woodbridge physiotherapy
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SENSORY ORGANS
Hearing, Tasting, Touching, Seeing, SmellingCan you imagine what life would be like without your five senses? How would your life be different? What would you miss the most?

The sensory organs are specialized extentions of the nervous system that respond to specific stimuli and conduct nerve impules. Senses are classified according to the location, the structure of its receptors, or which stimulus it responds to.


The Sense of Hearing
Sound causes vibrations on the tympanic membrane, or ear drum, which causes movements of the middle-ear ossicles. These movements press against the oval window and produce pressure waves within the fluid of the cochlea, and then these waves cause movement in the basilar membrance. The hair cells in the membrane bend in response to the sound and stimulate action potentials that the brain interprets. Damage to any of these parts will cause a hearing deficit or loss. Complications from otitis media, ear infection, can cause conduction deafness due to an impairment of sound waves transmission of the middle ear to the oval window. Sensorneural deafness occurs when the transmission of nerve impulses anywhere from the cochlea to the auditory cortex is impaired. Loud noises that damage the hair cells in the inner ear can cause this type of deafness because the hair cells in the inner ear cannot regenerate.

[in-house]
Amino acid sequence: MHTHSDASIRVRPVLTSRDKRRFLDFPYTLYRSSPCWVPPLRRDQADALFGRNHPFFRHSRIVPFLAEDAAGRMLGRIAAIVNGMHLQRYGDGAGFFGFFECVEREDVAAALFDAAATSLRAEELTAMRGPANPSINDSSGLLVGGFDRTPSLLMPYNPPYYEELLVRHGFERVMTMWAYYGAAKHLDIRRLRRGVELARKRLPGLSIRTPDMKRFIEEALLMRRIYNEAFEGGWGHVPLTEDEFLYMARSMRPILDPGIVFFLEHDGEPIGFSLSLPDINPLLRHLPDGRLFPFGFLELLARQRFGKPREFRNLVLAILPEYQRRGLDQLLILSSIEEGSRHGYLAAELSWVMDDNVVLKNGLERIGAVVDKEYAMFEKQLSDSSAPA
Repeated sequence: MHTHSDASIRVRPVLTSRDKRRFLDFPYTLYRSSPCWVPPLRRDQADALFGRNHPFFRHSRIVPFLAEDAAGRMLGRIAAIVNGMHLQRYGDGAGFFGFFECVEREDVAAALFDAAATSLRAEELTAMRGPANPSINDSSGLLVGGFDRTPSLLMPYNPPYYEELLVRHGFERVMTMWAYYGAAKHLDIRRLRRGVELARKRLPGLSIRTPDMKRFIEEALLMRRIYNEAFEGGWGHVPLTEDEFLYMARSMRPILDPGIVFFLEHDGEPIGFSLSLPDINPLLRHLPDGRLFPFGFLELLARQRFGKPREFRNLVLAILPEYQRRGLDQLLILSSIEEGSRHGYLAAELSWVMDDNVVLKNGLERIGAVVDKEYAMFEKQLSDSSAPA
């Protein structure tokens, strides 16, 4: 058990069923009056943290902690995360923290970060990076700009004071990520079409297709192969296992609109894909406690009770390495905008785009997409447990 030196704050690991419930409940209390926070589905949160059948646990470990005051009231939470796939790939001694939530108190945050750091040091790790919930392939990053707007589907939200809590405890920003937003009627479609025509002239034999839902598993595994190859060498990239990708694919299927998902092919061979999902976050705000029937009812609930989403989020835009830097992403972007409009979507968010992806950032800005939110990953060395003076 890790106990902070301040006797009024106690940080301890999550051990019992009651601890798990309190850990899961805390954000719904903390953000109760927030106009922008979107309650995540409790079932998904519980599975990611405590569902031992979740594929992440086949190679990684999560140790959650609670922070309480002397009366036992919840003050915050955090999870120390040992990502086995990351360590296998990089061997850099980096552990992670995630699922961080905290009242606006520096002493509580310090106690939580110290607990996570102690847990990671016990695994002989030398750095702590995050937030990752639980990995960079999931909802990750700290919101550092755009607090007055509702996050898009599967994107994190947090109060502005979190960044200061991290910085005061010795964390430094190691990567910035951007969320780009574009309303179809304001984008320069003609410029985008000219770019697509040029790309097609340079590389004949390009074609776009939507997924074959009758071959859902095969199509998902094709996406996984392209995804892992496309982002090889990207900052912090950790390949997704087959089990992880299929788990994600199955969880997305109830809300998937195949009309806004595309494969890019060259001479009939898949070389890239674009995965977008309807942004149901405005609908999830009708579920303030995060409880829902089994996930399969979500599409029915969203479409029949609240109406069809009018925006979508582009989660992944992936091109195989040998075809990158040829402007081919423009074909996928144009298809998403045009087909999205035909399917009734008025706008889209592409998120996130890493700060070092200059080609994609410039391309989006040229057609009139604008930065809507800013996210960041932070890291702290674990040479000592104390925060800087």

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The basilar membrane seperates the cochlear duct from the scala tympani and detects frequency, or pitch. Sound frequency produces a maximum vibrations at a different region of the basilar membrane; for example, high pitch sounds cause maximum vibrations closer to the stapes and the lower pitched sounds cause maximum vibrations closer to the apex. The basilar membrane contains sensory hair cells called stereocilia, which are large, specialized microvilli arranged in bundles. The greater the displacement of the basilar membrane and the bending of the stereocilia, the greater the frequency of the sound.



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The exact pattern of basilar membrane deformation is important, because this membrane contains the sensitive receptor cells (hair cells) which transform sound energy (i.e. the pressure waves), into neural activity (receptor potentials). At the end of the cochlea, closest to the middle ear cavity, the basilar membrane is relatively stiff and narrow (approximately 0.1 mm wide). The membrane becomes more elastic and wider as it extends throughout the cochlea towards the apex (approximately 0.5 mm wide). The stiff portion of the membrane closest to the middle ear cavity (base) vibrates immediately in response to pressure changes transmitted to the oval window. The vibrations from the base then travel along the basilar membrane toward its apex (the wide end). However, the region of maximal displacement of the basilar membrane varies with sound frequency. The properties of the membrane nearest the oval window (base) are such that it resonates optimally (under goes the largest deformation) with high frequency tones; the more distant (wider) regions of the membrane (near the apex) vibrate maximally in response to low frequency sounds. Thus, the frequencies of incoming sound waves are "sorted out" along the basilar membrane: each frequency has its characteristic place (Fig. 5). Note, however that very low frequencies (< 200 Hz) are compressed on to a relatively limited section at the apical end of the membrane.